Miami did people wishing to have any useful scouting from Peppers's freshman year a favor by going at him over and over again on the usually-sound principle that freshmen seeing their first extended action should be slow-roasted until they can be pulled apart with forks. That didn't go the way the Redhawks thought it might.
They did get one completion on him, that a bullet skinny post against zone that Peppers still got a rake in on. His first extended playing time looked pretty damn exciting, and then his knee locked up and it was goodbye season. There are a ton of fascinating counterfactuals from the last year of Michigan football; "what if Jabrill Peppers is healthy?" is one of the best. Does he end up the starting running back halfway through the season? Does Michigan lose to Rutgers? (A: no.) Does Brady Hoke eke out his job at 7-5?
Anyway. That's in the past.
Also in the past is his high school scouting, but other than a bunch of talk and those clips above it's all we have to go on. Also it is fun to revisit, so let's revisit it.
"Peppers is a rare athlete with potential to be great at the next level. He is one of the most talented players I have ever seen at the high school level. At 6-foot-1, and 205-pounds, Peppers has college ready size to go with un-matched speed and explosiveness."
USC coach: "Holy s---, that's him? I've only seen two players in high school with a body like that and both of them are named Peterson [Adrian and Patrick]."
And this player comparison is a damn good one.
"I think his impact on the game [would be maximized by] letting him roam around a little bit and freelance and let him play – an Eric Berry style of safety where they would walk him up. I mean, Eric Berry had 15 tackles for loss. He is that kind of a player. Eric Berry, I thought, was maybe the best player in college football a couple of years ago.”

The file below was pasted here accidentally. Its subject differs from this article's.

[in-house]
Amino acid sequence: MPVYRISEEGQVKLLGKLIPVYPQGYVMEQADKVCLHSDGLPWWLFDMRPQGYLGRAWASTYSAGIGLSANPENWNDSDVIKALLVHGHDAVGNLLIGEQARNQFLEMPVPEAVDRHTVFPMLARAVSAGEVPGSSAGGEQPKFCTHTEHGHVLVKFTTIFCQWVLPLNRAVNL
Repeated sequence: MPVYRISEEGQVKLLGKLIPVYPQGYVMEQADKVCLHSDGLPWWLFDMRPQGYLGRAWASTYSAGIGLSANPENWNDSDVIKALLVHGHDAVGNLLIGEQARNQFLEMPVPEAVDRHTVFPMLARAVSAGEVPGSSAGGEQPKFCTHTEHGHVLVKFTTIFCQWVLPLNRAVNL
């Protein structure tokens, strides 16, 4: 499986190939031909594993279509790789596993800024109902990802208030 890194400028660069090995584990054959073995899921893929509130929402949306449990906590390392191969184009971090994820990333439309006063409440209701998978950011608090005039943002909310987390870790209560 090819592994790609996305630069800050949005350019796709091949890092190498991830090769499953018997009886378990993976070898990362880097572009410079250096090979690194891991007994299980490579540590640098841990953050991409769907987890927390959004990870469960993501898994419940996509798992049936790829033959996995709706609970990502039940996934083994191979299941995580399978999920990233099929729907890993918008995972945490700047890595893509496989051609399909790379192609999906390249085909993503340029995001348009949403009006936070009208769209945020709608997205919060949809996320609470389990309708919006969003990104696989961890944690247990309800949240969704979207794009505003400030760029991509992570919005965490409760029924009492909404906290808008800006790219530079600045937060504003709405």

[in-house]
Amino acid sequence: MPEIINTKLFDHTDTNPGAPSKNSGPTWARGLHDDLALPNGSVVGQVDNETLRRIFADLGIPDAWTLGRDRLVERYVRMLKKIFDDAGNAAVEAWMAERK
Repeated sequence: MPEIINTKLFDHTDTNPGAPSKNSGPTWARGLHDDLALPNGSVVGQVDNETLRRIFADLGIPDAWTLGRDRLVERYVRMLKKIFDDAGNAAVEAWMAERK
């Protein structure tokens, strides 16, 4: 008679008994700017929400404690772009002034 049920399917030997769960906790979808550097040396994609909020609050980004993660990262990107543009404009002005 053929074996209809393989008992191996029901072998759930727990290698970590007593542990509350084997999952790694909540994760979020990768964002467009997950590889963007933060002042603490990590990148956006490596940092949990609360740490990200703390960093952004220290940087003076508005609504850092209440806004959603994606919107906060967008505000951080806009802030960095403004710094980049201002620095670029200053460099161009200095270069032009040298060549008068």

That remains the mission. Be Eric Berry. Or Woodson. Judges will accept either.
I know it's a lot to heap on a dude who's barely seen the field but every indicator from the program is that this gentleman is the real deal both on and off the field. He will start living up to the hype this year.
[After THE JUMP: how many shoes are you wearing stop throwing them]
Michigan doesn't have another Peppers in the wings. Obviously. Should he get knocked out again—please no—Michigan would likely reduce their nickel snaps and go with a corner-type dude on passing downs, whether that's JEREMY CLARK or WAYNE LYONS or whoever.
Meanwhile in people you will forget about the instant after finishing this post, JARROD WILSON is a senior and three-year starter. You wouldn't know it because he is the dry white toast to Peppers's Flavortown USA, but Wilson is pretty good. Long plays last year were 1) quite infrequent (Michigan was 13th in 20+ and 7th in 30+ yard plays allowed) and 2) almost always not his deal.
We know this because lots of them were obvious; we asked after the ones that weren't and Greg Mattison respected the assembled media enough to tell us. So when Rutgers hits an 80 yard touchdown, this is what happened from the horse's mouth:
…we called a defense where a safety would be lower than usual to be able to help with the run and we didn’t get inside enough with another defensive back… The guy- we bit on it and they hit. And that’s what happened.
The worst thing I've got for him on a long play is a bad pursuit angle on a screen that went down the sideline. Compared to the decade pre-Kovacs that is unbelievable.
Wilson's worst outings at Michigan came when he got stuck in man coverage on Maxxxxx Williams and when Indiana tempoed the entire defense to death; one is not his specialty and the other is on Brady Hoke more than anyone. Michigan inexplicably pulled him for guys who played much, much worse than him shortly after the Indiana game in 2013, because it was panic time. I don't think that reflects on him.